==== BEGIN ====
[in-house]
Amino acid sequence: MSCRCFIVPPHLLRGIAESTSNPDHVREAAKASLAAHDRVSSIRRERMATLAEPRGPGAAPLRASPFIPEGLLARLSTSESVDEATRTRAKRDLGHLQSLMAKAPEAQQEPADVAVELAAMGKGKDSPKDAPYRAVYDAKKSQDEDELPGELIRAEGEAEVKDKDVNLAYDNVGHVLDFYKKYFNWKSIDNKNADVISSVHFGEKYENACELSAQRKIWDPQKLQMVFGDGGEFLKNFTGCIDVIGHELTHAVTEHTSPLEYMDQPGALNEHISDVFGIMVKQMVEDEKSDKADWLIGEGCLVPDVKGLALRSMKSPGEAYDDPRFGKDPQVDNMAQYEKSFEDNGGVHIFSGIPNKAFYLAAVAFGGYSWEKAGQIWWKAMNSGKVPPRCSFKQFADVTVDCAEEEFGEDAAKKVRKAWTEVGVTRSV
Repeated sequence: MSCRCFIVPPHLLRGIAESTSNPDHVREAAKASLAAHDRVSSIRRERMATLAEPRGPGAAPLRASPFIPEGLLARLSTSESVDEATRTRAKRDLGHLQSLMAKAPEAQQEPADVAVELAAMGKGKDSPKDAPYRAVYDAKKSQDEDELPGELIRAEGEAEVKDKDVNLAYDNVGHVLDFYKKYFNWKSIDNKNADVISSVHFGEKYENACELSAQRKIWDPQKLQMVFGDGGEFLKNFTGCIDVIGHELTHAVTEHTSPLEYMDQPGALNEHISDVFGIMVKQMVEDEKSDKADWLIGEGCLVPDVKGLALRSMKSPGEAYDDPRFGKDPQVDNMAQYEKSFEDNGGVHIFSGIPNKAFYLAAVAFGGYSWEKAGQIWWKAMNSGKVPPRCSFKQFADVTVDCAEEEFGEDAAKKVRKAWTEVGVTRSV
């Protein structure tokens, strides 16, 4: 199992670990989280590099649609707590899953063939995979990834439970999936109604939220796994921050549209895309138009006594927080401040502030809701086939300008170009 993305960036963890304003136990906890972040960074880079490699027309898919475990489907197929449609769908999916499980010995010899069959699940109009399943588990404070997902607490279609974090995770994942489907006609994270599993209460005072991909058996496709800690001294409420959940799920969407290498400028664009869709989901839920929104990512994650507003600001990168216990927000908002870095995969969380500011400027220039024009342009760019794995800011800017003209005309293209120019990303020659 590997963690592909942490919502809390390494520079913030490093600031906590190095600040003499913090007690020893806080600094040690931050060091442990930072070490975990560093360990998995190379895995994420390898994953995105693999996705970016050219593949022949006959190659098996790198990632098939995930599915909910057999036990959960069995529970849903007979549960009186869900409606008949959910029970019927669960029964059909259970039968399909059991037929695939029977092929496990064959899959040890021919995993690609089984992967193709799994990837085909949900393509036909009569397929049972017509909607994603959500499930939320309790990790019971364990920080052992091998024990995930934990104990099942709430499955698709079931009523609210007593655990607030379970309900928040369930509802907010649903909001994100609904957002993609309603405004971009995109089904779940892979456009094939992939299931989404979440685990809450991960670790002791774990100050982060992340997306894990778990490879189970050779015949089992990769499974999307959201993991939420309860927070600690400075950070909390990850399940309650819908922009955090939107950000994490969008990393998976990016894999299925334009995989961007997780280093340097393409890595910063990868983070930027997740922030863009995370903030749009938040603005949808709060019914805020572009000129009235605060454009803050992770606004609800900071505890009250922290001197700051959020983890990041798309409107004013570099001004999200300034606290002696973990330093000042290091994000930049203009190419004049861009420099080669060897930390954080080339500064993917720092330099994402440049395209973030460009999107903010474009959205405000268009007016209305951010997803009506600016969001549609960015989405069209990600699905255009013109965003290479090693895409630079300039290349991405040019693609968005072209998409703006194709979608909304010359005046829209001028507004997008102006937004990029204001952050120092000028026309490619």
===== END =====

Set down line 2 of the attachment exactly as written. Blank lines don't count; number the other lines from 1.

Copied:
Amino acid sequence: MSCRCFIVPPHLLRGIAESTSNPDHVREAAKASLAAHDRVSSIRRERMATLAEPRGPGAAPLRASPFIPEGLLARLSTSESVDEATRTRAKRDLGHLQSLMAKAPEAQQEPADVAVELAAMGKGKDSPKDAPYRAVYDAKKSQDEDELPGELIRAEGEAEVKDKDVNLAYDNVGHVLDFYKKYFNWKSIDNKNADVISSVHFGEKYENACELSAQRKIWDPQKLQMVFGDGGEFLKNFTGCIDVIGHELTHAVTEHTSPLEYMDQPGALNEHISDVFGIMVKQMVEDEKSDKADWLIGEGCLVPDVKGLALRSMKSPGEAYDDPRFGKDPQVDNMAQYEKSFEDNGGVHIFSGIPNKAFYLAAVAFGGYSWEKAGQIWWKAMNSGKVPPRCSFKQFADVTVDCAEEEFGEDAAKKVRKAWTEVGVTRSV